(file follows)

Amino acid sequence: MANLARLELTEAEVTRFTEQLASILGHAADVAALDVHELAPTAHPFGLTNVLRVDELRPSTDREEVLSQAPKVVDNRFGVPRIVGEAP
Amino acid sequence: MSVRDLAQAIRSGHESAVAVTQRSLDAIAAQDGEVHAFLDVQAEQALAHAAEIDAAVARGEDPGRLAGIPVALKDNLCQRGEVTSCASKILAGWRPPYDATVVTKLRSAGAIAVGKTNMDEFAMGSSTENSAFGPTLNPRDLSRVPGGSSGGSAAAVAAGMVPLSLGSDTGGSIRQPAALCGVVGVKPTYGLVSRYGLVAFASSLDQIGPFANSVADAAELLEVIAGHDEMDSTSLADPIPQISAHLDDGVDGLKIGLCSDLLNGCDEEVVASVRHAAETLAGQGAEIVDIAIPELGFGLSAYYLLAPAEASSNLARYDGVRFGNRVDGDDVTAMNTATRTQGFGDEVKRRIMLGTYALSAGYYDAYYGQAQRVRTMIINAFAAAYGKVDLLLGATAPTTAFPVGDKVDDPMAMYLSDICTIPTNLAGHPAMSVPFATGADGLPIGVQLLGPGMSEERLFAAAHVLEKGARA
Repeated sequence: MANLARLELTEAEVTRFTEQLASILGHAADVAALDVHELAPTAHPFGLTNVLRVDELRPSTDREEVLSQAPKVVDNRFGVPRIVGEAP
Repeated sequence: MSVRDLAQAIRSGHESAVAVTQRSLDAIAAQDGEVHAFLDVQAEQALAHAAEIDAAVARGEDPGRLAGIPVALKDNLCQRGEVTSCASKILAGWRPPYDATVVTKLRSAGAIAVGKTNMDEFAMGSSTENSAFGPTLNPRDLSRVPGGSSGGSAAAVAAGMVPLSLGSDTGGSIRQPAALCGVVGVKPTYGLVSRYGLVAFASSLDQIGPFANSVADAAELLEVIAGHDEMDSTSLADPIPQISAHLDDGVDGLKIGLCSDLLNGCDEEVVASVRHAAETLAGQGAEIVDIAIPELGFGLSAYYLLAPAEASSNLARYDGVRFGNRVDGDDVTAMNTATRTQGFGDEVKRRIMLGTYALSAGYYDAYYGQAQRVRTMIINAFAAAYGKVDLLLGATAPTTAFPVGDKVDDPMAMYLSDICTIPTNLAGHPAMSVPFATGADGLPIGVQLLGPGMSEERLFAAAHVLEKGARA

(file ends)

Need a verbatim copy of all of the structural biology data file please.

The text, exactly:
Amino acid sequence: MANLARLELTEAEVTRFTEQLASILGHAADVAALDVHELAPTAHPFGLTNVLRVDELRPSTDREEVLSQAPKVVDNRFGVPRIVGEAP
Amino acid sequence: MSVRDLAQAIRSGHESAVAVTQRSLDAIAAQDGEVHAFLDVQAEQALAHAAEIDAAVARGEDPGRLAGIPVALKDNLCQRGEVTSCASKILAGWRPPYDATVVTKLRSAGAIAVGKTNMDEFAMGSSTENSAFGPTLNPRDLSRVPGGSSGGSAAAVAAGMVPLSLGSDTGGSIRQPAALCGVVGVKPTYGLVSRYGLVAFASSLDQIGPFANSVADAAELLEVIAGHDEMDSTSLADPIPQISAHLDDGVDGLKIGLCSDLLNGCDEEVVASVRHAAETLAGQGAEIVDIAIPELGFGLSAYYLLAPAEASSNLARYDGVRFGNRVDGDDVTAMNTATRTQGFGDEVKRRIMLGTYALSAGYYDAYYGQAQRVRTMIINAFAAAYGKVDLLLGATAPTTAFPVGDKVDDPMAMYLSDICTIPTNLAGHPAMSVPFATGADGLPIGVQLLGPGMSEERLFAAAHVLEKGARA
Repeated sequence: MANLARLELTEAEVTRFTEQLASILGHAADVAALDVHELAPTAHPFGLTNVLRVDELRPSTDREEVLSQAPKVVDNRFGVPRIVGEAP
Repeated sequence: MSVRDLAQAIRSGHESAVAVTQRSLDAIAAQDGEVHAFLDVQAEQALAHAAEIDAAVARGEDPGRLAGIPVALKDNLCQRGEVTSCASKILAGWRPPYDATVVTKLRSAGAIAVGKTNMDEFAMGSSTENSAFGPTLNPRDLSRVPGGSSGGSAAAVAAGMVPLSLGSDTGGSIRQPAALCGVVGVKPTYGLVSRYGLVAFASSLDQIGPFANSVADAAELLEVIAGHDEMDSTSLADPIPQISAHLDDGVDGLKIGLCSDLLNGCDEEVVASVRHAAETLAGQGAEIVDIAIPELGFGLSAYYLLAPAEASSNLARYDGVRFGNRVDGDDVTAMNTATRTQGFGDEVKRRIMLGTYALSAGYYDAYYGQAQRVRTMIINAFAAAYGKVDLLLGATAPTTAFPVGDKVDDPMAMYLSDICTIPTNLAGHPAMSVPFATGADGLPIGVQLLGPGMSEERLFAAAHVLEKGARA